Physiology, Exhaustive and Practical; A Series of Practical Lectures Delivered from Day to Day in the American School of Osteopathy
This historic book may have numerous typos and missing text. Purchasers can usually download a free scanned copy of the original book (without typos) from the publisher. Not indexed. Not illustrated. 1898 edition. Excerpt: ... recovery from the disease. In this case, at least in some of the fevered conditions, the increase of temperature represents a physiological not a pathological condition, in other words it represents the attempt of nature to restore the normal and establishes the principle that nature has always a tendency to return to the normal. While fever represents a disorder of the heat regulation it marks rather a symptom of the disordered condition in the increased metabolism, the heat condition representing a disturbance of the regulative heat mechanism. The incapacity of the body during fever for mechanical work indicates that all the energy or most of it passes into the heat form, represented by the lethargic condition of the body. This represents the lack of transformation from energy to mechanical activity. The fever symptoms are, (a) an increase in body temperature. This is not only true when the skin is flushed but also when the body is chilled as manifested in tremors. The flushed skin is a good heat conductor while the skin when pallid is a bad heat conductor. According to Finlayson the sub-febrile condition varies from 37.5 to 38.5 degrees, the moderate febrile condition from 39 to 39.5 the high febrile condition from 40 to 40.5 and the hyperpyretic condition 41 and over. (b) The increased production of heat is another element in the fever. This is partly due to the increase in the circulation which passes into the heat and to the increased metabolism resulting in oxidation. (c) This increased heat production, especially the metabolism, results in the languishing effect on the body and represents the wasting of energetic activity. So much is this regarded as the great element of fever that some physiologists ascribe the fever entirely to...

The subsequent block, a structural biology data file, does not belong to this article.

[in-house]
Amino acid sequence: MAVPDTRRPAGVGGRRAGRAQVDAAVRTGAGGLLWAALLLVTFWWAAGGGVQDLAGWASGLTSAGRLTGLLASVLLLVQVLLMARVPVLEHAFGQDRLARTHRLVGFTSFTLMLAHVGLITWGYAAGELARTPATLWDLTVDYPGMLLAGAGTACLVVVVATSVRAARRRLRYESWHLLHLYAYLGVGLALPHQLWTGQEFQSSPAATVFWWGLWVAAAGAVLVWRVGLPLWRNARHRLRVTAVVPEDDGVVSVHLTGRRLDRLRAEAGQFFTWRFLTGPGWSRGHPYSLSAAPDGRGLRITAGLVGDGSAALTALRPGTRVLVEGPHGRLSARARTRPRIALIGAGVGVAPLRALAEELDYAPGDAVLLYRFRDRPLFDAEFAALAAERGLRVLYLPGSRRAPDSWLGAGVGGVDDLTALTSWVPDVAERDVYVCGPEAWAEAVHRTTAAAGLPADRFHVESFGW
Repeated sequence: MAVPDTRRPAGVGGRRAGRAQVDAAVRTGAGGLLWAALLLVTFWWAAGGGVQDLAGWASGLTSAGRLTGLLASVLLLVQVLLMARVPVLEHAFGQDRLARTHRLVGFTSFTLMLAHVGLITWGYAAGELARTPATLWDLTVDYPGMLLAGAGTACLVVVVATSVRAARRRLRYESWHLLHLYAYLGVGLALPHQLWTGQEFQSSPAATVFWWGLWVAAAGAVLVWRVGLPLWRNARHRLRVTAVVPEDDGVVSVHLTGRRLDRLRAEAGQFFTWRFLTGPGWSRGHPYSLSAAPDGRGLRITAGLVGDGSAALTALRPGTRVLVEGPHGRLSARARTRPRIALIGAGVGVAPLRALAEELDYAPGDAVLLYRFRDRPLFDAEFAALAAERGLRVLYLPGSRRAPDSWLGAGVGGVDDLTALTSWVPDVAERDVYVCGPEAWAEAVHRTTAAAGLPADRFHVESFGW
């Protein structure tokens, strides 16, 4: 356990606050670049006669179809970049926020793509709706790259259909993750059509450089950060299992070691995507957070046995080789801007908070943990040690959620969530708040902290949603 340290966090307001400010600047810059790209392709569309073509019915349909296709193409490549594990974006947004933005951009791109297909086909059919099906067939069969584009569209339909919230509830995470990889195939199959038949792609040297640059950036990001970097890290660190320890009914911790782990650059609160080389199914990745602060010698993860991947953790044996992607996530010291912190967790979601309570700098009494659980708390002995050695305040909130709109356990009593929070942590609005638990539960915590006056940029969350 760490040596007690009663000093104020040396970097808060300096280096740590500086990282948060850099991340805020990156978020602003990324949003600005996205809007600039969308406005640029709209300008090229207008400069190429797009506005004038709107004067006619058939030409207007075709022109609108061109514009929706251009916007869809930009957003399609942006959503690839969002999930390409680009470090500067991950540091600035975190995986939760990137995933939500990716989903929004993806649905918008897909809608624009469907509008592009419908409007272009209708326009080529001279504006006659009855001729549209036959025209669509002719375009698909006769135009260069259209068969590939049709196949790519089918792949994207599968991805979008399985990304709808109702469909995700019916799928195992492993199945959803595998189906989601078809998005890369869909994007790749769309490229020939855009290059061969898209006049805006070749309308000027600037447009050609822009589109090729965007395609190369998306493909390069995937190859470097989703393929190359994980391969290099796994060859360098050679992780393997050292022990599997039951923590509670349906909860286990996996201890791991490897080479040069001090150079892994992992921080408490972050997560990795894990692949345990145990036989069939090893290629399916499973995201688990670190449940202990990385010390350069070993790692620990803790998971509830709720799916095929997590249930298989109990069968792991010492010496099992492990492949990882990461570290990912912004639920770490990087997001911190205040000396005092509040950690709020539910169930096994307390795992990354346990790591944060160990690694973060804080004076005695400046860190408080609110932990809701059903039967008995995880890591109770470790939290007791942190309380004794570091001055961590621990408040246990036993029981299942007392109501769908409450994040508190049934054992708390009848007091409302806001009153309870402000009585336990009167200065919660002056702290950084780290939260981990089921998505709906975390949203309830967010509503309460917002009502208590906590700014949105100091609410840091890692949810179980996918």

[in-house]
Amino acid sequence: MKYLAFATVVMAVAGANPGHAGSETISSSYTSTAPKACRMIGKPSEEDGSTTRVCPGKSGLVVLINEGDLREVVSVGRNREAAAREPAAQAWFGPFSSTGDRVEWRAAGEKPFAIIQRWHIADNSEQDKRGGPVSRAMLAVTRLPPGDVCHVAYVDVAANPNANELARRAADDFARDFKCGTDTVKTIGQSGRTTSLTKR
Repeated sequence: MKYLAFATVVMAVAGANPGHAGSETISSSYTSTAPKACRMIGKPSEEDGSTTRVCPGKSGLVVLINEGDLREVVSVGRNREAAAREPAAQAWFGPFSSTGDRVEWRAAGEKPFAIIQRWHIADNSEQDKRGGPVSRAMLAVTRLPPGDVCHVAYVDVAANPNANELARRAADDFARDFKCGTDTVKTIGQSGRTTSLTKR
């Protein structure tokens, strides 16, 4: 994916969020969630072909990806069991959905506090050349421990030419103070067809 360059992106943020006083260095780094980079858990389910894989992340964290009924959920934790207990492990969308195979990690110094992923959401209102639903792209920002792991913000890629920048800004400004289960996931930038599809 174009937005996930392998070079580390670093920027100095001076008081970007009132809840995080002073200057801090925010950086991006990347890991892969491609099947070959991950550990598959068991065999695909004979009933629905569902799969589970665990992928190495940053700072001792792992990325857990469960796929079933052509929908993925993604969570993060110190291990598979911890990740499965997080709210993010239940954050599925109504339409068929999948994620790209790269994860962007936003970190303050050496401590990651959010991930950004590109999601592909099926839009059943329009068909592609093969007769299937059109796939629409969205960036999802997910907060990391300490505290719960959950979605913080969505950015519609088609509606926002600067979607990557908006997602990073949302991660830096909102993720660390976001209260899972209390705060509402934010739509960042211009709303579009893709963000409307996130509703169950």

- 189 x 246 x 26mm | 898g
- 13 Sep 2013
- Illustrations, black and white